Chevron mist eliminators are widely used in industry to remove liquid droplets from gas streams. A major application of these devices is in the flue gas desulfurization (FGD) of coal burning power plants. Before the exhaust gas is released to the atmosphere, liquid droplets entrained in the gas must be removed. A chevron mist eliminator relies on droplet inertia to cause the droplets to impinge on a surface where they are collected and drained away. The droplet removal efficiency is the critical design parameter of the mist eliminator. Pressure drop and flow capacity is also of major importance.

The droplet removal efficiency, pressure drop, and flow capacity have been investigated experimentally by several investigators. The experimental results were obtained using an air-water system of gas and fluid droplets.

This paper presents the results of a study using computational fluid dynamics to model the two-phase flow through the mist eliminator. Droplet removal efficiency and pressure drop were determined and compared with the experimental results. Three-stage chevron mist eliminator with 45° angle to flow was modeled.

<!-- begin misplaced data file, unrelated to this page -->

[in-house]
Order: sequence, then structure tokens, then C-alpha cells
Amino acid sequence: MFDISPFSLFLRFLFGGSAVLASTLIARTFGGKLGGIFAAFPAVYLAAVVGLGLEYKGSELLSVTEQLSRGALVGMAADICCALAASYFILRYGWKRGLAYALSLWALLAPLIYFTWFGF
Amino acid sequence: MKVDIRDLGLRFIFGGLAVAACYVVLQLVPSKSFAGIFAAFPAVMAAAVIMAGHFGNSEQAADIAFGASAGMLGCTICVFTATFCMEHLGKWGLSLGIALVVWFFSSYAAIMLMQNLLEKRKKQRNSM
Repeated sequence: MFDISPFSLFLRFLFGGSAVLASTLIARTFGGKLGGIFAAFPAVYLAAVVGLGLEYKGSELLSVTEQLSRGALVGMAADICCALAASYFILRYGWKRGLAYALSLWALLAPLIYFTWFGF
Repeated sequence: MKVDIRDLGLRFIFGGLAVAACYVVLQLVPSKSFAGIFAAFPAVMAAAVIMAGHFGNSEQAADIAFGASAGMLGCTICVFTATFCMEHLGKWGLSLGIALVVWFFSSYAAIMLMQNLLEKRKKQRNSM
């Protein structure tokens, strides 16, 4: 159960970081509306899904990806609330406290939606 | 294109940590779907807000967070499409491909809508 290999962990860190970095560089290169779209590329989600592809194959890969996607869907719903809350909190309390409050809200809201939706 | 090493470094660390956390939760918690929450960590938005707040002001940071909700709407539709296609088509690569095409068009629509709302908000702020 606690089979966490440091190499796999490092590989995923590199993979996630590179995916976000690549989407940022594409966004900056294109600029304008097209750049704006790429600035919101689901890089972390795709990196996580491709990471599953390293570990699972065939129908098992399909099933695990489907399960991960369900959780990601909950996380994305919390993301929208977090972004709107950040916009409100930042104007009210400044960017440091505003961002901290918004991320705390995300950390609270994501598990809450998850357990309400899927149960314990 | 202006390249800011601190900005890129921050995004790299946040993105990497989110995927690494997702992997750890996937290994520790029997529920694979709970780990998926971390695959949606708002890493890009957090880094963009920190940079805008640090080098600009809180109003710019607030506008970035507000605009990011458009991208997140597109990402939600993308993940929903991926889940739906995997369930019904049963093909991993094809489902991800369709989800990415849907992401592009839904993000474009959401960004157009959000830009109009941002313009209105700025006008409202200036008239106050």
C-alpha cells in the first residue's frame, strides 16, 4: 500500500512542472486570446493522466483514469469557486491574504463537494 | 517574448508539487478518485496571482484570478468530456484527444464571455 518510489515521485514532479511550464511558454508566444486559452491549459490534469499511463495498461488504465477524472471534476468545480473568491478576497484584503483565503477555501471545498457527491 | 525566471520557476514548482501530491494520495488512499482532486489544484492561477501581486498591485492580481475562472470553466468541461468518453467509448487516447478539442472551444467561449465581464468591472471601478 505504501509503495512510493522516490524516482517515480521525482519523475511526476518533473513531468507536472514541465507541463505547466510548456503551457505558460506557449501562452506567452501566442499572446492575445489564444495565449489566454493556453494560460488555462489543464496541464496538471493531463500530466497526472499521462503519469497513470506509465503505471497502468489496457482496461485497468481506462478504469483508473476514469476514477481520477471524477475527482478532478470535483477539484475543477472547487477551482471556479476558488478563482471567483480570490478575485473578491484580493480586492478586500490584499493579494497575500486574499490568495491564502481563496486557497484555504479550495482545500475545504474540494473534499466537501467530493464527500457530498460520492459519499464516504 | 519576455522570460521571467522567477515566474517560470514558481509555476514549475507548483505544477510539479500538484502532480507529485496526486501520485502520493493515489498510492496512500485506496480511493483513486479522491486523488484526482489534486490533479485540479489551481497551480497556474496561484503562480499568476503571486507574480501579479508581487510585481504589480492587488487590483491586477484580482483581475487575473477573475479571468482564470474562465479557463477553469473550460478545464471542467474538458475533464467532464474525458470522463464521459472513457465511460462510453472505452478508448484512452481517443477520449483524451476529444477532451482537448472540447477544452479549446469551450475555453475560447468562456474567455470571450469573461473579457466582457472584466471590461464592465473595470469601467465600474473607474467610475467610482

Comparison of the model results with previous experimental results indicated that the model is reasonably accurate. The model predicts pressure drop and the diameter at which 95% of droplets are removed with reasonably good accuracy. However, calculated droplet removal efficiencies of droplets with diameters less than 20μm did not agree well with experiments. The main advantage of the proposed model is that it can be used to predict droplet removal efficiencies for gas streams whose properties differ appreciably from that of an air-water system. Actual gas streams properties are input to the computational model. Therefore, the present model provides an effective and useful design tool.

This content is only available via PDF.
You do not currently have access to this content.